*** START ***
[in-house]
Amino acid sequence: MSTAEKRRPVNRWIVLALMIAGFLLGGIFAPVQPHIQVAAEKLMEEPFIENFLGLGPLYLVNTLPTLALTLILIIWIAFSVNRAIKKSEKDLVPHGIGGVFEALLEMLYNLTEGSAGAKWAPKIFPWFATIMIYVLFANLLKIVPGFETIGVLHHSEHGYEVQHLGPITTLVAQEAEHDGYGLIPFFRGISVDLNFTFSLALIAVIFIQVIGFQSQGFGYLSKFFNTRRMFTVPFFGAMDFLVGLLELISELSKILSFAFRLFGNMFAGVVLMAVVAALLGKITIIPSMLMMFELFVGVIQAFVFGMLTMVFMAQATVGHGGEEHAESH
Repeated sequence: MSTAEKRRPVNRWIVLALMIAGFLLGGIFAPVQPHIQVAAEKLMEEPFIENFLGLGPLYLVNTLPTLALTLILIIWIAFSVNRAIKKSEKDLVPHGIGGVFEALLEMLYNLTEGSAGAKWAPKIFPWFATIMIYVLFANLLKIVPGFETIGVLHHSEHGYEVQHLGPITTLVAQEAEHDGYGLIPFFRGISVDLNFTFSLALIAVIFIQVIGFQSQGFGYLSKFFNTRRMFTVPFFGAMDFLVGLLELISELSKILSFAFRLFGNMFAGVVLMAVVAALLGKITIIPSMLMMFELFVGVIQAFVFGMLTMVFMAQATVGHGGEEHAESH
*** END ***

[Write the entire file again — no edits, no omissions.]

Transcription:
[in-house]
Amino acid sequence: MSTAEKRRPVNRWIVLALMIAGFLLGGIFAPVQPHIQVAAEKLMEEPFIENFLGLGPLYLVNTLPTLALTLILIIWIAFSVNRAIKKSEKDLVPHGIGGVFEALLEMLYNLTEGSAGAKWAPKIFPWFATIMIYVLFANLLKIVPGFETIGVLHHSEHGYEVQHLGPITTLVAQEAEHDGYGLIPFFRGISVDLNFTFSLALIAVIFIQVIGFQSQGFGYLSKFFNTRRMFTVPFFGAMDFLVGLLELISELSKILSFAFRLFGNMFAGVVLMAVVAALLGKITIIPSMLMMFELFVGVIQAFVFGMLTMVFMAQATVGHGGEEHAESH
Repeated sequence: MSTAEKRRPVNRWIVLALMIAGFLLGGIFAPVQPHIQVAAEKLMEEPFIENFLGLGPLYLVNTLPTLALTLILIIWIAFSVNRAIKKSEKDLVPHGIGGVFEALLEMLYNLTEGSAGAKWAPKIFPWFATIMIYVLFANLLKIVPGFETIGVLHHSEHGYEVQHLGPITTLVAQEAEHDGYGLIPFFRGISVDLNFTFSLALIAVIFIQVIGFQSQGFGYLSKFFNTRRMFTVPFFGAMDFLVGLLELISELSKILSFAFRLFGNMFAGVVLMAVVAALLGKITIIPSMLMMFELFVGVIQAFVFGMLTMVFMAQATVGHGGEEHAESH